# Laub Matrix Analysis Theorem 9.15

From Alan J Laub, Matrix Analysis For Scientists and Engineers, 2004, p 79

Theorem 9.15. Let $$A \in \mathbb{C}^{n\times n}$$ have distinct eigenvalues $$\lambda_1, \ldots, \lambda_n$$ and let the corresponding right eigenvectors form a matrix $$X = [x_1, \ldots ,x_n]$$. Similarly, let $$Y = [y_1, \ldots ,y_n]$$ be the matrix of corresponding left eigenvectors. Furthermore, suppose the left and right eigenvectors have been normalized so that $$y_i^Hx_i=1, i \in \{1,\ldots,n\}$$. Finally, let $$\Lambda = \text{diag}(\lambda_1,\ldots,\lambda_n) \in \mathbb{R}^{n\times n}$$ ...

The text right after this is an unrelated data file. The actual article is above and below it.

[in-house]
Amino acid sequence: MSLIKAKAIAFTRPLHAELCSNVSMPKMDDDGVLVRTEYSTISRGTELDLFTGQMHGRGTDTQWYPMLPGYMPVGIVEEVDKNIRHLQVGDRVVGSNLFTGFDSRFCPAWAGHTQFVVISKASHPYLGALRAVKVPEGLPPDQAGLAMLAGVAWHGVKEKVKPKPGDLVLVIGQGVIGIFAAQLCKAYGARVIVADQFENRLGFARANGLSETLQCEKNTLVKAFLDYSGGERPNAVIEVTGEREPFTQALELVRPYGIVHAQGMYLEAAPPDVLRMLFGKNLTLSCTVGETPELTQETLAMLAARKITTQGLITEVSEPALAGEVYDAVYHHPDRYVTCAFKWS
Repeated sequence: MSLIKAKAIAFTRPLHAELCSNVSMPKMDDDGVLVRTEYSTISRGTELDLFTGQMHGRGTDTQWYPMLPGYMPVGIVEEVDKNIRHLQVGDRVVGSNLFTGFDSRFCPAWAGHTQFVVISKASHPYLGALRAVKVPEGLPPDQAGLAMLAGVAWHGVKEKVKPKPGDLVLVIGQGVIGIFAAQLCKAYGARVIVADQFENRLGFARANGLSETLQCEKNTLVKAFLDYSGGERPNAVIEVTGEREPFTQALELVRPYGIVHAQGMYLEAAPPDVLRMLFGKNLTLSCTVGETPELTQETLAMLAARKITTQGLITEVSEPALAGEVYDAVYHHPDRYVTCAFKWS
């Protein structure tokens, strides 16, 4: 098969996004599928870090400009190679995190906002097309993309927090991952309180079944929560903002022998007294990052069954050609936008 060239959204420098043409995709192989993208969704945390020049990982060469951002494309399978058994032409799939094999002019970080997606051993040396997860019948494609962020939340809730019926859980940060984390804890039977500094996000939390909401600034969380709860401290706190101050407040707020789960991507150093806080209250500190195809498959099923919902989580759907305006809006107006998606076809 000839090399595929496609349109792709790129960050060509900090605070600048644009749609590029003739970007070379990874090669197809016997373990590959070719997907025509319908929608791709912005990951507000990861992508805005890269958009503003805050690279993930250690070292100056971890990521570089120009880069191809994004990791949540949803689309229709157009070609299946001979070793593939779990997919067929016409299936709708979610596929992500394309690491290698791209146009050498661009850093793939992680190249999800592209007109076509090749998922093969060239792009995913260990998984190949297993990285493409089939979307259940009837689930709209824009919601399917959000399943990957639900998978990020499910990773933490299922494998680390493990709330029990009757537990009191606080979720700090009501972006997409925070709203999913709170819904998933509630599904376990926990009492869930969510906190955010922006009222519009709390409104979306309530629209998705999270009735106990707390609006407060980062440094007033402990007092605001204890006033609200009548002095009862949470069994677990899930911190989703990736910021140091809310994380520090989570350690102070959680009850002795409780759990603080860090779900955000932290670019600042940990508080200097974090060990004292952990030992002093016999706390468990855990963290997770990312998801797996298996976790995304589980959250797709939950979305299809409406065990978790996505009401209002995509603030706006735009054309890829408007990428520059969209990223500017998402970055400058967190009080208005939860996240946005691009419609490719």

The theorem goes on, but I am wondering about the line where he lets $$\Lambda = \text{diag}(\lambda_1,\ldots,\lambda_n) \in \mathbb{R}^{n\times n}$$. In general, matrices over the complex numbers with distinct eigenvalues need not have real eigenvalues. How then can we assume that $$\Lambda \in \mathbb{R}^{n\times n}$$?

• Could very well be a typo, impossible to say without the complete statement of the theorem. – daw Oct 19 '18 at 6:03